Here's an excerpt from an interview conducted by Hanon with Garry Kasparov after the publication of the fifth volume of the series My Great Predecessors.

Garry Kasparov: I remember for game forty-nine we analyzed the Scheveningen. We looked at this complicated line. I was very happy, and I wanted to take my chances with both black and white.


Kasparov being interviewed by Hannon Russell

Hanon Russell: Did you have any idea that some sort of fiasco would occur?

GK: I thought it was all over after game forty-seven when they first had this attempt with Kinzel and running back and forth. I turned it down. I had no interest in doing that. For me, the fact that I rejected all these back door maneuvers proved that that’s it. Campomanes taking the decision was not part of my consideration.

HR: The Soviet Federation was pressing hard to get the match stopped. Campomanes allied himself with them, and so did Karpov; although Karpov for the public perception was acting if he was against it.

GK: He still signed it. He signed Campomanes demand.

HR: And you refused.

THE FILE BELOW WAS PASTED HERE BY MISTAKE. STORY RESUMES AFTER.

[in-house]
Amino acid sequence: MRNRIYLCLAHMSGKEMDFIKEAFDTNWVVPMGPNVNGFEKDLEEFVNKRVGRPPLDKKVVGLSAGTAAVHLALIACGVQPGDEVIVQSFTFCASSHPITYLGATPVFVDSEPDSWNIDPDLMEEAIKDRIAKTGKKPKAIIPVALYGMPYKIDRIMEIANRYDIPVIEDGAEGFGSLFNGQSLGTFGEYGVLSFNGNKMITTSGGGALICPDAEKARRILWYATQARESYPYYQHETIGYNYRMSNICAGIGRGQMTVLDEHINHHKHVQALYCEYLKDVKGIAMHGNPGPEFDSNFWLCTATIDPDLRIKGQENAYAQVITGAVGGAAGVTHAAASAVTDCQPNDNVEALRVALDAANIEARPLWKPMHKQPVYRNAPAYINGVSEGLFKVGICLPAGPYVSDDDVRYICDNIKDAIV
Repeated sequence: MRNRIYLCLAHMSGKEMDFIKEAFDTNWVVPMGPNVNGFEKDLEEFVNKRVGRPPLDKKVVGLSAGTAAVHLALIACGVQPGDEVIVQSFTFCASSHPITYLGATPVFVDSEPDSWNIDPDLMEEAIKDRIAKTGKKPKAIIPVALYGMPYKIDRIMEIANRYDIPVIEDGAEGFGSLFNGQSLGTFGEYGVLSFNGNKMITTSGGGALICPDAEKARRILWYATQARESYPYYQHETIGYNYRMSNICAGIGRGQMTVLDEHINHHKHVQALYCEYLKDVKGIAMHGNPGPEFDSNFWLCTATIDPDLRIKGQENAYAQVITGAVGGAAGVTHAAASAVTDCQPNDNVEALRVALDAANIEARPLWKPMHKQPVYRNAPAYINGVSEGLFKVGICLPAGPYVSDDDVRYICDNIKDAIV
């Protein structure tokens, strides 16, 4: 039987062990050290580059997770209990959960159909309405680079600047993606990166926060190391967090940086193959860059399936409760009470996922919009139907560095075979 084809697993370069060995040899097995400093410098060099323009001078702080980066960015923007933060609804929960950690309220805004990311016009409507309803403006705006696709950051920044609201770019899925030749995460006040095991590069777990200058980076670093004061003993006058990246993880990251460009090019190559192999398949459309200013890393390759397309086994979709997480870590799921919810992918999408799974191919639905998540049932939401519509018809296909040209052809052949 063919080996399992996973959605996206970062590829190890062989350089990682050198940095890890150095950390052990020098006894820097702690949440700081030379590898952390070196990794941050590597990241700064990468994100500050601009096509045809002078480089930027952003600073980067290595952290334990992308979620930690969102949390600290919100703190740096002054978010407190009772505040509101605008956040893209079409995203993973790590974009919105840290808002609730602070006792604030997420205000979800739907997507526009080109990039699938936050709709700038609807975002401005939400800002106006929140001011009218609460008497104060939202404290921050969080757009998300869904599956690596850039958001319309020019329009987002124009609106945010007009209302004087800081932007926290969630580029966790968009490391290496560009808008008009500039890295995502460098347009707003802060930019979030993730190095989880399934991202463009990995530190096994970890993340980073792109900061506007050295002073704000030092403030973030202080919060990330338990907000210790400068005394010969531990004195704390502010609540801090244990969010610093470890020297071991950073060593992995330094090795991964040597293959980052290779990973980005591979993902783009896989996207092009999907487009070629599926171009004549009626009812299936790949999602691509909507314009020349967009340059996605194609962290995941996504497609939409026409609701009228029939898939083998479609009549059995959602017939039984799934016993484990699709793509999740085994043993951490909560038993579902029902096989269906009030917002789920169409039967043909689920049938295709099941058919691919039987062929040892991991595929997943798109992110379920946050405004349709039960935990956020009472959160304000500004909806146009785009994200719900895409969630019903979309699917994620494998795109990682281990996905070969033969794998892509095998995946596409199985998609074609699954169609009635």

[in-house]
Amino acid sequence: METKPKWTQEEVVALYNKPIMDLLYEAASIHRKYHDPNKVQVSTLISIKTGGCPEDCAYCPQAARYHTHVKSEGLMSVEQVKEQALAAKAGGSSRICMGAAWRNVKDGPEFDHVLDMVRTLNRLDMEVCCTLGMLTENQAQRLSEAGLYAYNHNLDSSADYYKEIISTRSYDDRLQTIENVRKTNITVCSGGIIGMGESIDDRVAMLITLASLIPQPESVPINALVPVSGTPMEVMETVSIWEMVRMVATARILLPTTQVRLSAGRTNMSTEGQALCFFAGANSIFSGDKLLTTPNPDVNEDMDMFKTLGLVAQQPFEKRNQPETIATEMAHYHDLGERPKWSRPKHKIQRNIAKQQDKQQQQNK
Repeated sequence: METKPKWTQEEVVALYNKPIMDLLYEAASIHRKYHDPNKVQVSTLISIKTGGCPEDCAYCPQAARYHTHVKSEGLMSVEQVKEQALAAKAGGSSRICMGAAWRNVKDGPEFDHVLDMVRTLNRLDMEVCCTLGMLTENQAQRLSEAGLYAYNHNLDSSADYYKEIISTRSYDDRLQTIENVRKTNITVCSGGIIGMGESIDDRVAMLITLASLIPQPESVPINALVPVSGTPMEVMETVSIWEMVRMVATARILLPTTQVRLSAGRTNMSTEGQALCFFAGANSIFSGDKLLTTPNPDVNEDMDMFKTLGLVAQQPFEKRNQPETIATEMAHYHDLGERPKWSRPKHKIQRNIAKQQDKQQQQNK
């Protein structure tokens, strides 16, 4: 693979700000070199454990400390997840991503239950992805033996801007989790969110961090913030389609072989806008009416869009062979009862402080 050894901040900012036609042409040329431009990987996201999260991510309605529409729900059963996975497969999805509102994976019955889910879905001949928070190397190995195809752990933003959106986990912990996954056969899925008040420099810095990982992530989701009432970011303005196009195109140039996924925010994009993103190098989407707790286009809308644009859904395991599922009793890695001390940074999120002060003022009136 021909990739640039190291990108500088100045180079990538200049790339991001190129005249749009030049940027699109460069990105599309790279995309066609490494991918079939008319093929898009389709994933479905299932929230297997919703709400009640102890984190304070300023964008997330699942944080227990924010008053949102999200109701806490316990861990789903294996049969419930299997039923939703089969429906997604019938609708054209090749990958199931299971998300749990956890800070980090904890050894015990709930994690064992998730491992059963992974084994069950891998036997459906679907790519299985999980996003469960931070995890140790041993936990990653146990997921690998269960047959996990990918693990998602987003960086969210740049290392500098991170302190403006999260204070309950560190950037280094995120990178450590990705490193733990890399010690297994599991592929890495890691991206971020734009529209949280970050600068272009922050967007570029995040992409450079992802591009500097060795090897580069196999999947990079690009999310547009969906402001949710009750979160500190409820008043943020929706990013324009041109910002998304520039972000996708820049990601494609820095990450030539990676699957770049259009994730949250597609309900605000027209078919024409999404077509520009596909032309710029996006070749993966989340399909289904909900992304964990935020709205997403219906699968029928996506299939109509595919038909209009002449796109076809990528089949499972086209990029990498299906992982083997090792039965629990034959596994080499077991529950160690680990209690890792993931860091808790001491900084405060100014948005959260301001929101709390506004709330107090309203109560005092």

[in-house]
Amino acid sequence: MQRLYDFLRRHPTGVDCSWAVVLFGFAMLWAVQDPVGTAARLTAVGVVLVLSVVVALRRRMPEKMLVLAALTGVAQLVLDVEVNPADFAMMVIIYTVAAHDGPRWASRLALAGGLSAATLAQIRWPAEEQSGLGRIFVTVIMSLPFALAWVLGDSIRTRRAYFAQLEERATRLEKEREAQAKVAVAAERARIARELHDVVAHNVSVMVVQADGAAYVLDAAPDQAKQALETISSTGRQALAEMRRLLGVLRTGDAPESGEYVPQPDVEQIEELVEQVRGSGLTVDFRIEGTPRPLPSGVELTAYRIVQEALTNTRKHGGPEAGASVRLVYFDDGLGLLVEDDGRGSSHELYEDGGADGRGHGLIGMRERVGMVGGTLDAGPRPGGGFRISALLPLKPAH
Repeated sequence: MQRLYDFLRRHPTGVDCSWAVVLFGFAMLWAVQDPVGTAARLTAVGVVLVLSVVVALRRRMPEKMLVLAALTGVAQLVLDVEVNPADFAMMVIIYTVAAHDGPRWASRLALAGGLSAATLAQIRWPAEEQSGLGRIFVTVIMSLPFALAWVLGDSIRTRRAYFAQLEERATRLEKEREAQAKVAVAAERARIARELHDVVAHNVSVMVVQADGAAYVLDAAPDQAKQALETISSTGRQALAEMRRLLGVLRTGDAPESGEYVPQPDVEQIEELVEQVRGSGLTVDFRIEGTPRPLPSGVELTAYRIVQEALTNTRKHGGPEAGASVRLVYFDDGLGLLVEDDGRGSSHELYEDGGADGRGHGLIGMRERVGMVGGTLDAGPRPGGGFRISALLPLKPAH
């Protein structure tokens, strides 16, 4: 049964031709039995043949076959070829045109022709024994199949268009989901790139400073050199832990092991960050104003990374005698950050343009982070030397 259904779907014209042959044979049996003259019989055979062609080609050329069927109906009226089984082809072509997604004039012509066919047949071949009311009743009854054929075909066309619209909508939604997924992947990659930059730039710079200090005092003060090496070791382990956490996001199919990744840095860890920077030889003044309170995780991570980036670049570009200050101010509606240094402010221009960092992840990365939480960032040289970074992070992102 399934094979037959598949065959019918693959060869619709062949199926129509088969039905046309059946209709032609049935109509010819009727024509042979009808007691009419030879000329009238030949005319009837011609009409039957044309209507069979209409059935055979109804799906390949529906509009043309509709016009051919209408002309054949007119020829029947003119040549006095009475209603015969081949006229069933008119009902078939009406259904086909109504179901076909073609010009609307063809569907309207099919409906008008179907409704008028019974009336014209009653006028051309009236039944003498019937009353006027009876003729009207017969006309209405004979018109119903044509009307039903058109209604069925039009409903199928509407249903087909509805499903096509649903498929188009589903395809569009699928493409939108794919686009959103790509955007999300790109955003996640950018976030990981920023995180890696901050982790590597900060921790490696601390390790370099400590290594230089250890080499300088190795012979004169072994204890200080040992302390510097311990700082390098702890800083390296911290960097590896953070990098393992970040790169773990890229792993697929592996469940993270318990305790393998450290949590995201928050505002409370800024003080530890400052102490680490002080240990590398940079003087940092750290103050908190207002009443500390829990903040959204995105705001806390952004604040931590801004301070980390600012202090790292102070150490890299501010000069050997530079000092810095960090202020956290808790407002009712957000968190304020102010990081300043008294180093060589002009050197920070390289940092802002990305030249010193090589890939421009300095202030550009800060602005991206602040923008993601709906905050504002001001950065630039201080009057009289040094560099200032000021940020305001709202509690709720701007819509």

GK: I refused, yes. As Campomanes said, the champion agrees and the challenger will abide. I remember that in that room I had no allies. You can ask Averbakh, he was very quiet. They all wanted this just to be over, because there was a clear order. I remember Sevastyanov saying, “Anatoly, sign it. It is a good paper.” As I said in the book, Karpov’s only problem was the rematch; he wanted to make sure the rematch was guaranteed if he loses the match in September. That’s it. One thing that we can still argue is whether Campomanes had another decision to announce, and upon seeing me in the audience [of the press conference] he changed it. You never know. With me in the audience the momentum could have changed. I was not supposed to be there. It was Rona Petrosian who called my mother and said if Garry is not there he will not forget it for the rest of his life. He must be there, because anything can happen.